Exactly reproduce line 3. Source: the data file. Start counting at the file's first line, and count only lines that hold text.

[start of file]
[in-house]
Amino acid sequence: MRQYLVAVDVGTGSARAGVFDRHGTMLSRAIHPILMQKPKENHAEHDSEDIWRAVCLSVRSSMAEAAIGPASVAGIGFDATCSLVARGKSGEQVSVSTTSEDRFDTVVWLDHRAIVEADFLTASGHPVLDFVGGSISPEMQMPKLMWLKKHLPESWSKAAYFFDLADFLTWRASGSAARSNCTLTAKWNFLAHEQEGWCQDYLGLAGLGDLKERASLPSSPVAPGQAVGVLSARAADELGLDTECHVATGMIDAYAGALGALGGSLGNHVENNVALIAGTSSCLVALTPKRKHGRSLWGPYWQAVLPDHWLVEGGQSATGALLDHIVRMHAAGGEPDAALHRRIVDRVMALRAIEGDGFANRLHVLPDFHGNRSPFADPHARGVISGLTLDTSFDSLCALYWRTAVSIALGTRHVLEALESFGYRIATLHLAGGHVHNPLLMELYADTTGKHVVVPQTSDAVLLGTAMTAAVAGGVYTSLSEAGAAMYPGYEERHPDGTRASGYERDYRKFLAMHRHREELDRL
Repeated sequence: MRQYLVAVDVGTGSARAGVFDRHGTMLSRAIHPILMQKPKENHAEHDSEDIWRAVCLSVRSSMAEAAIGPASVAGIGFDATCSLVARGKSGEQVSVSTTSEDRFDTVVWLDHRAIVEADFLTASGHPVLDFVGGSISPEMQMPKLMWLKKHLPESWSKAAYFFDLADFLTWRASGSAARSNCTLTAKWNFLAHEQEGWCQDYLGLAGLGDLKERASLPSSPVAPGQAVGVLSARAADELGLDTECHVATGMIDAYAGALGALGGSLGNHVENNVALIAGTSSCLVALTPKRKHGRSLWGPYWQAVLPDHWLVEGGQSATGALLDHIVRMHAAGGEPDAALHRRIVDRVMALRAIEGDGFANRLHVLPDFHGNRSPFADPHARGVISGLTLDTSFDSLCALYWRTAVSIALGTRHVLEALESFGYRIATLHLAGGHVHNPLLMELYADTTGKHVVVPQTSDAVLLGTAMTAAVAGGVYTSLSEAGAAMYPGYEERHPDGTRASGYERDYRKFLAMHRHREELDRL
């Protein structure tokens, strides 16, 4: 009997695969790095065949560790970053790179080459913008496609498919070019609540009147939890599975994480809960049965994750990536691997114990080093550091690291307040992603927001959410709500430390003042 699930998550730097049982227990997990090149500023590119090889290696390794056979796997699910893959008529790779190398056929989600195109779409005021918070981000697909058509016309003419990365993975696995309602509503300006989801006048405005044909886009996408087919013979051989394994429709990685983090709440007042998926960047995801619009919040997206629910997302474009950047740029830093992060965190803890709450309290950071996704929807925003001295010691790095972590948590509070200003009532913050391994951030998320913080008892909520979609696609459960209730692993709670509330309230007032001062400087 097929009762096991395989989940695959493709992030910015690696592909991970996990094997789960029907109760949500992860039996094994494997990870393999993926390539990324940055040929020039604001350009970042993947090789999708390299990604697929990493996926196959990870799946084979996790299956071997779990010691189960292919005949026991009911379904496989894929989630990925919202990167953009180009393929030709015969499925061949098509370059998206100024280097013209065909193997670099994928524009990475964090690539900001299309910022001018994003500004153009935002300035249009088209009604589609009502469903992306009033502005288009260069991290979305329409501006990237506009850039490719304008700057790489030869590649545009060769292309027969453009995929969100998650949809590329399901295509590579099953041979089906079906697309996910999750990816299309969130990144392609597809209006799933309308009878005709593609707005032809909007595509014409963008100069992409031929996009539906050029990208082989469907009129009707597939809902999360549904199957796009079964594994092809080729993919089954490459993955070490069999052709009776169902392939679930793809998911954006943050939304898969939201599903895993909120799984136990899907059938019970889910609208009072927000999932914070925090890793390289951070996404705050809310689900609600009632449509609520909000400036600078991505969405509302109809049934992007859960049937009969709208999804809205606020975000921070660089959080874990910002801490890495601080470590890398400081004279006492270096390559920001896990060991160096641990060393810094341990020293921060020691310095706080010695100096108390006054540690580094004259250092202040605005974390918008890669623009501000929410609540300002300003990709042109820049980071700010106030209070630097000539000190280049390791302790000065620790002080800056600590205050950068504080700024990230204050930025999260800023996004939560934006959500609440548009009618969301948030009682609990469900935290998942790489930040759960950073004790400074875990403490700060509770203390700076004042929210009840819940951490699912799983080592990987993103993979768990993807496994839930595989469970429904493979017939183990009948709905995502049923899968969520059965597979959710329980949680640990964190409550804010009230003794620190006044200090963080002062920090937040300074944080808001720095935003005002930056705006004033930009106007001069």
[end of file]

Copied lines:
Repeated sequence: MRQYLVAVDVGTGSARAGVFDRHGTMLSRAIHPILMQKPKENHAEHDSEDIWRAVCLSVRSSMAEAAIGPASVAGIGFDATCSLVARGKSGEQVSVSTTSEDRFDTVVWLDHRAIVEADFLTASGHPVLDFVGGSISPEMQMPKLMWLKKHLPESWSKAAYFFDLADFLTWRASGSAARSNCTLTAKWNFLAHEQEGWCQDYLGLAGLGDLKERASLPSSPVAPGQAVGVLSARAADELGLDTECHVATGMIDAYAGALGALGGSLGNHVENNVALIAGTSSCLVALTPKRKHGRSLWGPYWQAVLPDHWLVEGGQSATGALLDHIVRMHAAGGEPDAALHRRIVDRVMALRAIEGDGFANRLHVLPDFHGNRSPFADPHARGVISGLTLDTSFDSLCALYWRTAVSIALGTRHVLEALESFGYRIATLHLAGGHVHNPLLMELYADTTGKHVVVPQTSDAVLLGTAMTAAVAGGVYTSLSEAGAAMYPGYEERHPDGTRASGYERDYRKFLAMHRHREELDRL